NASA believes Saturn's moon could support alien life

We might not be alone in the universe!

Have you ever wondered if we are alone in the universe? Have you ever wondered if there is life beyond the Earth? Of course, science fiction movies have glorified the existence of a higher form of life beyond the Earth but that’s just fiction. However, in a major breakthrough, two of NASA’s veteran missions have found compelling evidence of life on one of Saturn’s moon Enceladus.

NASA scientists working on the Cassini mission, which is a joint endeavour of NASA, European Space Agency (ESA) and the Italian Agenzia Spaziale Italiana (ASI) to study Saturn’s system, announced that ‘a form of chemical energy that life can feed on appears to exist’ on Enceladus. Additionally, the Hubble researchers reported the ‘evidence of plumes erupting from Jupiter’s moon Europa’.

The paper published by the Cassini researchers indicate “hydrogen gas, which could potentially provide a chemical energy source for life, is pouring into the subsurface ocean of Enceladus from hydrothermal activity on the seafloor,” NASA wrote in a press release.


Saturn’s moon (Photo: NASA)

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The presence of hydrogen could also indicate the presence of microbes, which could use it to obtain energy by combining it with the carbon-di-oxide dissolved in the water. According to NASA, this reaction is known as “methanogenesis” because it produces methane as a byproduct and could have been critical to the origin of life on Earth.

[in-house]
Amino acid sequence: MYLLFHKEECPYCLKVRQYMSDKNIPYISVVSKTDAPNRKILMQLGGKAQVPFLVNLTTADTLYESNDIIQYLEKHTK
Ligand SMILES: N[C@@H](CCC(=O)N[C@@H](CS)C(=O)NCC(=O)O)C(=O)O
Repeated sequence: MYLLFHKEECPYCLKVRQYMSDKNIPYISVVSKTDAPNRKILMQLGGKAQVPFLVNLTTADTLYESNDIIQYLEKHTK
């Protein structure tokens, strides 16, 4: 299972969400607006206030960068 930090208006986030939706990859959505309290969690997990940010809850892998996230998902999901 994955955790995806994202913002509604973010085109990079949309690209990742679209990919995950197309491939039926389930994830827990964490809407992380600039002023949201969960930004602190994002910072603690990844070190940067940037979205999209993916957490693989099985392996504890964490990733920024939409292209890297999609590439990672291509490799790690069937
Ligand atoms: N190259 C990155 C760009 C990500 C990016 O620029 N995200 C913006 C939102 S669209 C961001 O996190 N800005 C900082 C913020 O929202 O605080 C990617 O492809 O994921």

There are three essential ingredients for life: water, a source of energy for metabolism, and a mixture of carbon, hydrogen, nitrogen, oxygen, phosphorus and sulphur. And Enceladus has nearly all of these ingredients.

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“Confirmation that the chemical energy for life exists within the ocean of a small moon of Saturn is an important milestone in our search for habitable worlds beyond Earth,” Linda Spilker, Cassini project scientist at NASA’s Jet Propulsion Laboratory (JPL) in Pasadena, California said in a press release.

So does this mean that we might pay a visit to our ‘distant neighbours’ soon? Maybe sometime in future, but as of now, it’s good to know that we might not be alone after all.